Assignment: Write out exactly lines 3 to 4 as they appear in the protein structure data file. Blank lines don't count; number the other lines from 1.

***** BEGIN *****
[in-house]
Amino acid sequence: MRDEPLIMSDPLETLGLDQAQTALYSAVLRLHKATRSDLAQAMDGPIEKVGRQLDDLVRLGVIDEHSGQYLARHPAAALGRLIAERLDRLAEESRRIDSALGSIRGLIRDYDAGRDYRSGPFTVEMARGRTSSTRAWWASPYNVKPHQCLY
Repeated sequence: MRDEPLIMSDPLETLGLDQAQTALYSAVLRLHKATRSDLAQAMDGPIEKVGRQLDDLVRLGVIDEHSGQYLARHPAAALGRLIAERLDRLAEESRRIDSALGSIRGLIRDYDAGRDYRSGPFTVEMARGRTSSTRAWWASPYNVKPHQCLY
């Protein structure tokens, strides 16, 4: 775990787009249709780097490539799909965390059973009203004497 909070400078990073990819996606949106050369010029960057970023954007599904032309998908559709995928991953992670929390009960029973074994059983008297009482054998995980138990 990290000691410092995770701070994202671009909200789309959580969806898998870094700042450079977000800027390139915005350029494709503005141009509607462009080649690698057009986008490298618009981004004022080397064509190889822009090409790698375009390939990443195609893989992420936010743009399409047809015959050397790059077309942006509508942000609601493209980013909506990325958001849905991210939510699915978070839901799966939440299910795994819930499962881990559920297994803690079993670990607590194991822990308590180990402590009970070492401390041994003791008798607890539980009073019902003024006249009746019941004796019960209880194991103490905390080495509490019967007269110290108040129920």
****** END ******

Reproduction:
Repeated sequence: MRDEPLIMSDPLETLGLDQAQTALYSAVLRLHKATRSDLAQAMDGPIEKVGRQLDDLVRLGVIDEHSGQYLARHPAAALGRLIAERLDRLAEESRRIDSALGSIRGLIRDYDAGRDYRSGPFTVEMARGRTSSTRAWWASPYNVKPHQCLY
């Protein structure tokens, strides 16, 4: 775990787009249709780097490539799909965390059973009203004497 909070400078990073990819996606949106050369010029960057970023954007599904032309998908559709995928991953992670929390009960029973074994059983008297009482054998995980138990 990290000691410092995770701070994202671009909200789309959580969806898998870094700042450079977000800027390139915005350029494709503005141009509607462009080649690698057009986008490298618009981004004022080397064509190889822009090409790698375009390939990443195609893989992420936010743009399409047809015959050397790059077309942006509508942000609601493209980013909506990325958001849905991210939510699915978070839901799966939440299910795994819930499962881990559920297994803690079993670990607590194991822990308590180990402590009970070492401390041994003791008798607890539980009073019902003024006249009746019941004796019960209880194991103490905390080495509490019967007269110290108040129920």